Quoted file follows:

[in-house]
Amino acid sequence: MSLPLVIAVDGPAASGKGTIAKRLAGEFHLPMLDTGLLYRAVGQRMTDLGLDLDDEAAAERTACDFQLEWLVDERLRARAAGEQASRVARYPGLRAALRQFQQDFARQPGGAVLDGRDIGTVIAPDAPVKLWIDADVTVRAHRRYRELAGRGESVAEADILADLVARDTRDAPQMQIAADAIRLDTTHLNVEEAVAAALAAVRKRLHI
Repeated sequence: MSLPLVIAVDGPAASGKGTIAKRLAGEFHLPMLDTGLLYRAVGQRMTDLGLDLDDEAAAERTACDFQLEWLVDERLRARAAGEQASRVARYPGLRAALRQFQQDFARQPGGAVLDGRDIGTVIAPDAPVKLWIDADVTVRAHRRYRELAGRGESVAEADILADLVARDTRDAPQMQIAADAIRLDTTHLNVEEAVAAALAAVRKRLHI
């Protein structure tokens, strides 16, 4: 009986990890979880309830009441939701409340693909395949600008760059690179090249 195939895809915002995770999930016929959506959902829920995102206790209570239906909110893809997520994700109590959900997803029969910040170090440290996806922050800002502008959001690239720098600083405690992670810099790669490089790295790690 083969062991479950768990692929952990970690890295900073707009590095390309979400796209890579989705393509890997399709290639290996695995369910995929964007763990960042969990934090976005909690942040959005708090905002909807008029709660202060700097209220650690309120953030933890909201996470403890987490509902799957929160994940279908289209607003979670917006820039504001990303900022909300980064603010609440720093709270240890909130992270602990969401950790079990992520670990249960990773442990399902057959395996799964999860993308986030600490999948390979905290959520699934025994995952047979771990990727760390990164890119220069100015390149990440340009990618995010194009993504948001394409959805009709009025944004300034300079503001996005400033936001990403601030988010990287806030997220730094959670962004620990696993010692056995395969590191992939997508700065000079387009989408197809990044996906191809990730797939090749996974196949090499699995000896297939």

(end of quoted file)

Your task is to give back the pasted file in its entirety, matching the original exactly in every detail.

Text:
[in-house]
Amino acid sequence: MSLPLVIAVDGPAASGKGTIAKRLAGEFHLPMLDTGLLYRAVGQRMTDLGLDLDDEAAAERTACDFQLEWLVDERLRARAAGEQASRVARYPGLRAALRQFQQDFARQPGGAVLDGRDIGTVIAPDAPVKLWIDADVTVRAHRRYRELAGRGESVAEADILADLVARDTRDAPQMQIAADAIRLDTTHLNVEEAVAAALAAVRKRLHI
Repeated sequence: MSLPLVIAVDGPAASGKGTIAKRLAGEFHLPMLDTGLLYRAVGQRMTDLGLDLDDEAAAERTACDFQLEWLVDERLRARAAGEQASRVARYPGLRAALRQFQQDFARQPGGAVLDGRDIGTVIAPDAPVKLWIDADVTVRAHRRYRELAGRGESVAEADILADLVARDTRDAPQMQIAADAIRLDTTHLNVEEAVAAALAAVRKRLHI
């Protein structure tokens, strides 16, 4: 009986990890979880309830009441939701409340693909395949600008760059690179090249 195939895809915002995770999930016929959506959902829920995102206790209570239906909110893809997520994700109590959900997803029969910040170090440290996806922050800002502008959001690239720098600083405690992670810099790669490089790295790690 083969062991479950768990692929952990970690890295900073707009590095390309979400796209890579989705393509890997399709290639290996695995369910995929964007763990960042969990934090976005909690942040959005708090905002909807008029709660202060700097209220650690309120953030933890909201996470403890987490509902799957929160994940279908289209607003979670917006820039504001990303900022909300980064603010609440720093709270240890909130992270602990969401950790079990992520670990249960990773442990399902057959395996799964999860993308986030600490999948390979905290959520699934025994995952047979771990990727760390990164890119220069100015390149990440340009990618995010194009993504948001394409959805009709009025944004300034300079503001996005400033936001990403601030988010990287806030997220730094959670962004620990696993010692056995395969590191992939997508700065000079387009989408197809990044996906191809990730797939090749996974196949090499699995000896297939």